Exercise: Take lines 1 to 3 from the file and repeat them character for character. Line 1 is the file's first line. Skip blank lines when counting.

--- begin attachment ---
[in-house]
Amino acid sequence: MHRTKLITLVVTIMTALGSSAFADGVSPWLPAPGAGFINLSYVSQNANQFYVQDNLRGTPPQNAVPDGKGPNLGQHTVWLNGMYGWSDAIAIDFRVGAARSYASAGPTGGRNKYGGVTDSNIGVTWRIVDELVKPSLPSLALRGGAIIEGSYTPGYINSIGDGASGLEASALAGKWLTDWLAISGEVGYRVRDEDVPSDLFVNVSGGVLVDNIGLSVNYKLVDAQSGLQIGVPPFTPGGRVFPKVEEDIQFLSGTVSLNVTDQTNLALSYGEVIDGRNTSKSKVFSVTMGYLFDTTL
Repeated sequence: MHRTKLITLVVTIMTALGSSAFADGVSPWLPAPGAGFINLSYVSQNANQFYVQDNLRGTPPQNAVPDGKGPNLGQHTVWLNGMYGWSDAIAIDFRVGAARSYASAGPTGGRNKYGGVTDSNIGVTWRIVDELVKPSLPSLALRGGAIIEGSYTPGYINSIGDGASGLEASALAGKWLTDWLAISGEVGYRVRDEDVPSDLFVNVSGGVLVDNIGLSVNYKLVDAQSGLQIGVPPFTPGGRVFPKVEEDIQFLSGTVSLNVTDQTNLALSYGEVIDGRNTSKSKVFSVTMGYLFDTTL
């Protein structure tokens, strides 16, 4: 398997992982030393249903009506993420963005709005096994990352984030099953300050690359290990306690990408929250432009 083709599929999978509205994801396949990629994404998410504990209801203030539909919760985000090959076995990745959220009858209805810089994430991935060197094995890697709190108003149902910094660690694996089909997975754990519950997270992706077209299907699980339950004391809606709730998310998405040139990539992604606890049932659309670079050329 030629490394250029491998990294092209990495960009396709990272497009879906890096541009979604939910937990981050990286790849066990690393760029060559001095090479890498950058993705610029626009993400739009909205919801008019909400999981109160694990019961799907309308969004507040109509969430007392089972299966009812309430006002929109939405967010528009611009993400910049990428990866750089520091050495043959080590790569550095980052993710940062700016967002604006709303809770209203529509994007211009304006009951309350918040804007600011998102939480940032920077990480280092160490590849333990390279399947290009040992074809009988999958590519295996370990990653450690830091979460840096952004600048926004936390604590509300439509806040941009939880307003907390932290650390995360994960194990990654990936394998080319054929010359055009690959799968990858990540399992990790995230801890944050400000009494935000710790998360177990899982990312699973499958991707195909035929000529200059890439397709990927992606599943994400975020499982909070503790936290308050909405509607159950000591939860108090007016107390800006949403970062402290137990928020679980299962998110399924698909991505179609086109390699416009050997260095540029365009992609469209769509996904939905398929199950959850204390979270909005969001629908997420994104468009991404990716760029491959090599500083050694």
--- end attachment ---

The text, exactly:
[in-house]
Amino acid sequence: MHRTKLITLVVTIMTALGSSAFADGVSPWLPAPGAGFINLSYVSQNANQFYVQDNLRGTPPQNAVPDGKGPNLGQHTVWLNGMYGWSDAIAIDFRVGAARSYASAGPTGGRNKYGGVTDSNIGVTWRIVDELVKPSLPSLALRGGAIIEGSYTPGYINSIGDGASGLEASALAGKWLTDWLAISGEVGYRVRDEDVPSDLFVNVSGGVLVDNIGLSVNYKLVDAQSGLQIGVPPFTPGGRVFPKVEEDIQFLSGTVSLNVTDQTNLALSYGEVIDGRNTSKSKVFSVTMGYLFDTTL
Repeated sequence: MHRTKLITLVVTIMTALGSSAFADGVSPWLPAPGAGFINLSYVSQNANQFYVQDNLRGTPPQNAVPDGKGPNLGQHTVWLNGMYGWSDAIAIDFRVGAARSYASAGPTGGRNKYGGVTDSNIGVTWRIVDELVKPSLPSLALRGGAIIEGSYTPGYINSIGDGASGLEASALAGKWLTDWLAISGEVGYRVRDEDVPSDLFVNVSGGVLVDNIGLSVNYKLVDAQSGLQIGVPPFTPGGRVFPKVEEDIQFLSGTVSLNVTDQTNLALSYGEVIDGRNTSKSKVFSVTMGYLFDTTL